] Publishing is part of a resident’s job description at PUMCH. The department has good international connections. This CT room is used for a study on dose for cardiac vessel depiction. While cardiac research is a focus of the department and part of the daily schedule, other research needs to be done during after-hours. A regular workday for residents includes eight to ten hours in the reading room. They get to see a wide variety of diseases in return. PUMCH as the top referrer hospital in China gets all the “zebras”, the rare diseases.
Zhengyu Jin is professor of radiology and the director of the Beijing Union Medical College Hospital (PUMCH) Imaging
Department. He has been representing Chinese radiology internationally for years. His department has become the number one radiology department in the Chinese best specialist reputation ranking list during his lead and has been number one for five years in a row. He is also the current president of the Chinese Society of Radiology. As CSR president, he intends to focus on education as well as internationalization: „I think the society needs to become more international – we need to go abroad to find more friends to let them know about China,“ he says.
The entrance hall of PUMCH’s outpatient section seems like light, white courtyard. In the morning, the registration is usually packed. The picture was taken in the early evening, so the majority of patients is already gone. It also serves as a sort of information retrieval center for patients: They can retrieve their examination film at printout machines in the hallway by using a code – either their insurance card, the hospital card or a special barcode. The machines even print two different film sizes. Not every hospital in Beijing is connected; patients need to bring their film to their outside referrer. Three radiologists, one each for CT, MRI, and X-ray, are on duty in the consultation room down the hallway. They answer any questions patients might have about their report.
Shantou, a port city in the very Southeast of China, is still often considered as „the tail of China“ – despite its five million inhabitants. The city is remote, far from the capital Beijing. Chinese people from other regions are unable to understand the special Shantou dialect. Yet there is another side to Shantou. It was one of the first four special economic zones in China. The city used to be poor, but nowadays contributes approximately one forth to the economy of the Guangdong province. Guangdong generates approximately 12% of China’s national economic output, with an economy of roughly the same size as Mexico. Guangdong is also the most populous province in China. The province capital Guangzhou is also known as „Canton“.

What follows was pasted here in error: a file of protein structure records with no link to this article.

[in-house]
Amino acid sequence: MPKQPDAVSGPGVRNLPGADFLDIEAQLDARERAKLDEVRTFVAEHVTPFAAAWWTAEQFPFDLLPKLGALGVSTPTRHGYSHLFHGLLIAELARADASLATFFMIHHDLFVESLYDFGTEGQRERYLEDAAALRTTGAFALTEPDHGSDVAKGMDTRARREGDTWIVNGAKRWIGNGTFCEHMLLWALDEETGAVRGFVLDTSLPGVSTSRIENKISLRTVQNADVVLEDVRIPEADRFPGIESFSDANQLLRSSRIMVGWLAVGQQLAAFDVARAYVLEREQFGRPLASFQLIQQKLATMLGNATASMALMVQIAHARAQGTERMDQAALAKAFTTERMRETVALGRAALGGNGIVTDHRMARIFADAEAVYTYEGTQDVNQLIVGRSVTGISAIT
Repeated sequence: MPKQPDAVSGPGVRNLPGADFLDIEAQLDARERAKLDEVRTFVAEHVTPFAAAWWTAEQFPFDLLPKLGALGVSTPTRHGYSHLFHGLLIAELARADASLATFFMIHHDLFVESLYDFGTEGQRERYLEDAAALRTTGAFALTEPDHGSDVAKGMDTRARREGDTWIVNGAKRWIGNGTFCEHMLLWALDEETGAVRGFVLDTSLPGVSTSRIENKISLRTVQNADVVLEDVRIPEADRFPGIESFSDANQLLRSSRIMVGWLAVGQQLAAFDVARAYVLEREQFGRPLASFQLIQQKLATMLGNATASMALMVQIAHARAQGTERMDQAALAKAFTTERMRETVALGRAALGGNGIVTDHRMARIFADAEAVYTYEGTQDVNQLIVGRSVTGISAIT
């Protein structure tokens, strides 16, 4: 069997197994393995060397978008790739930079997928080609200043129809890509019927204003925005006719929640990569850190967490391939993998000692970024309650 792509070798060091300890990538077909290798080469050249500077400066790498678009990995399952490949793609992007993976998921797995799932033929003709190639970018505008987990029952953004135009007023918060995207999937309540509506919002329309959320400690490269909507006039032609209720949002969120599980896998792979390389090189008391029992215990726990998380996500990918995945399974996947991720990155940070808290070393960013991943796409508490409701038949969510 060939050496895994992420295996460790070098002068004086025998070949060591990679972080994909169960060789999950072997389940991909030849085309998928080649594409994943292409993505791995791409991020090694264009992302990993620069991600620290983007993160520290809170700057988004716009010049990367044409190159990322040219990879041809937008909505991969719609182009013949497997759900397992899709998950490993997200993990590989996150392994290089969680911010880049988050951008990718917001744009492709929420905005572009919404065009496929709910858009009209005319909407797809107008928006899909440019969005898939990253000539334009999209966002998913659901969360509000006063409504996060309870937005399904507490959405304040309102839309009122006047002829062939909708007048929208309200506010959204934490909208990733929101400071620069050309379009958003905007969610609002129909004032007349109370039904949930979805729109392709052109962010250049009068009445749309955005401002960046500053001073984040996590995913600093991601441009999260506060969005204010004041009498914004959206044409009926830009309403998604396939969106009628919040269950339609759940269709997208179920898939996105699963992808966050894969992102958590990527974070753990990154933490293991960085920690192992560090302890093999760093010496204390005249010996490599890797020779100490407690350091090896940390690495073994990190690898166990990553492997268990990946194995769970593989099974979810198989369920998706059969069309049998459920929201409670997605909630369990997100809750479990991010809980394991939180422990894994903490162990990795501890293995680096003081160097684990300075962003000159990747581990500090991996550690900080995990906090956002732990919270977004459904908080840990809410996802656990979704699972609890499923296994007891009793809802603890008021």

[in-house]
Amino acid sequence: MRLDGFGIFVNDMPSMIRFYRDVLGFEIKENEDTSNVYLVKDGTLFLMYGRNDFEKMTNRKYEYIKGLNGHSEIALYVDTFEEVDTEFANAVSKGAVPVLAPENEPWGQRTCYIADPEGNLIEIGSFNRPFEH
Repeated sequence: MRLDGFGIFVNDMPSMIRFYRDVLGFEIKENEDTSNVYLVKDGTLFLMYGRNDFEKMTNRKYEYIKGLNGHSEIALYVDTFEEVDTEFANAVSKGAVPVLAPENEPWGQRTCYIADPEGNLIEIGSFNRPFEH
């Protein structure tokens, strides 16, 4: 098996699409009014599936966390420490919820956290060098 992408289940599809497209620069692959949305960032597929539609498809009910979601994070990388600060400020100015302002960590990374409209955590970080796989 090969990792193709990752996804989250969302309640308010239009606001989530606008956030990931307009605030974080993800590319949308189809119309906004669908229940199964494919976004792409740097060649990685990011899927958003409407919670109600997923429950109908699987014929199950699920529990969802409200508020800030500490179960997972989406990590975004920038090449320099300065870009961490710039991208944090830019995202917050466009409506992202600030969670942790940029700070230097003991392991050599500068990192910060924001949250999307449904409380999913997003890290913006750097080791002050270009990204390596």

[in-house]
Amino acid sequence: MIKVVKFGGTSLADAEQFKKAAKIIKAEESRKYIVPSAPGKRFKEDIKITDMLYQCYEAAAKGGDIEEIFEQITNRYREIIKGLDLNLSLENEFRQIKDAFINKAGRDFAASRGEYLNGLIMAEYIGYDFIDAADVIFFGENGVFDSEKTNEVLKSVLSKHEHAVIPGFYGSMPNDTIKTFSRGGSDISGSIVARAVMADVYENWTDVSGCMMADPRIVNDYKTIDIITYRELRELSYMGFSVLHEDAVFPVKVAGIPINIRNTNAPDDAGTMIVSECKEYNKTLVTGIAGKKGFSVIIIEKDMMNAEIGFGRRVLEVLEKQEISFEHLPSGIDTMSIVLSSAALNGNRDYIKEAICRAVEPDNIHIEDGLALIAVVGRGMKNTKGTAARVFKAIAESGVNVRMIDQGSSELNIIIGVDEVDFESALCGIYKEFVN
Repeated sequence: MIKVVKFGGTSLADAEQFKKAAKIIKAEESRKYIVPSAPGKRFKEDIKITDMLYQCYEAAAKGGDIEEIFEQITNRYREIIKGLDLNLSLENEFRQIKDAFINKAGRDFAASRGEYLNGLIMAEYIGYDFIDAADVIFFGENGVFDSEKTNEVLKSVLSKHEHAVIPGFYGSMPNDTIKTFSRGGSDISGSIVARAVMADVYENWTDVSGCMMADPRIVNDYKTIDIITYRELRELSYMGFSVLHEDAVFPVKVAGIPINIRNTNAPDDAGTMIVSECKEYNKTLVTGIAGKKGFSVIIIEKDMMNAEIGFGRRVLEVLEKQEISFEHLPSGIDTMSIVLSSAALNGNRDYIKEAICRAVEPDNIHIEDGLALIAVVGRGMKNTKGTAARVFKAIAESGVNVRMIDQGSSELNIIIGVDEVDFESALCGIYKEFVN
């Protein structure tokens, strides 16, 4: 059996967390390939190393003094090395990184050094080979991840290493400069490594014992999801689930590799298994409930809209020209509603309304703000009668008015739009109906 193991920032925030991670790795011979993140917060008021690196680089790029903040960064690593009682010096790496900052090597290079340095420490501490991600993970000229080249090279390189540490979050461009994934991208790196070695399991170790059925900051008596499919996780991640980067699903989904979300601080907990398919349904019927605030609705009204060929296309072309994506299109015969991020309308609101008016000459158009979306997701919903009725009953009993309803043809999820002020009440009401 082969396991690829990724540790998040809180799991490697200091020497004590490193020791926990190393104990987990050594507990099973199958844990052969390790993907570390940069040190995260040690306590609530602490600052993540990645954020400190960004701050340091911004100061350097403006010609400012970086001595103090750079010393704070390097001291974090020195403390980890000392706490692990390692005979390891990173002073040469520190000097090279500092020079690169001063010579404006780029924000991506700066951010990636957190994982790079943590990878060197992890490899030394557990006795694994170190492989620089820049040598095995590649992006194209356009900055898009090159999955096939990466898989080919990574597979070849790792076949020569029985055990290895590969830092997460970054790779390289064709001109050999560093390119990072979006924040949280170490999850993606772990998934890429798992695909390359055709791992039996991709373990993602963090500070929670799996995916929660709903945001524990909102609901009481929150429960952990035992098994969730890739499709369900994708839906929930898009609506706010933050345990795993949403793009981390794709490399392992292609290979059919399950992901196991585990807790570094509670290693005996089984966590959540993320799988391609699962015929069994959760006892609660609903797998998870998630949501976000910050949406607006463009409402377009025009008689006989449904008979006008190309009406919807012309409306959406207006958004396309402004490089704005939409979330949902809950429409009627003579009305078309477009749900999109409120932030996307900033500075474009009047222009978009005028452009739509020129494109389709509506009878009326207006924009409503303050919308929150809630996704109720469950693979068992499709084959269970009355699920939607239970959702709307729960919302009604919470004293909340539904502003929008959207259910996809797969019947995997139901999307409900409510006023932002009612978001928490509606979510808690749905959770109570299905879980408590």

Shantou Center Hospital is the largest and most prestigious hospital in the city. It shares the fate of many similar hospitals: Patients know about its good reputation and rather make the effort to go the city than attend their community hospital close by. The results are also similar all over China: City hospitals are packed, community hospitals are empty. A government initiative introducing so-called Medical Unions is likely to help shift patients back to their primary healthcare centers. It sends experts from major city hospitals to community centers. Radiology experts from Shantou Center Hospital are currently in community hospitals, sharing their expertise with the staff and building trust with their patients.
] The Tropic of Cancer runs right through Nan’ao. The island off China’s Southeast Coast in the Chinese Sea looks like right out of a James-Bond movie. Nan’ao is about an hour drive to the city of Shantou, at least since the eleven-kilometer bridge connecting Nan‘ao to mainland has opened in 2015. Despite the good connection less patients go to Shantou for medical care. This is a result of the Medical Union concept, says Shantou Center Hospital’s radiology chair Xianheng Wu. He has sent one of his young and experienced colleagues to the community hospital on Nan’ao to take care of the radiology department. It works. “They did not trust their doctors, but they believe us, because we come from a big hospital with a very good reputation,” he says. “If small hospitals becoming useful, the patients will benefit.” The staff also seems to like the idea.
The reading and reporting session is a daily must at the radiology department at Shantou Center Hospital. It has not always been like this. “In the beginning, we did not have a good knowledge base, and our education system was poor,” says department chair Xianheng Wu. He started the educational morning reading at the very first day, when he took office in 2011. Initial reluctance soon changed to support. His predecessor still takes part in the meetings and the vivid discussions. Shantou Center Hospital has since become one of the very first hospitals selected by the government as standardized education centers. The hospital provides standardized fellowship and residence training. Theoretically, standardized education should be rolled out in all Chinese hospitals by 2020.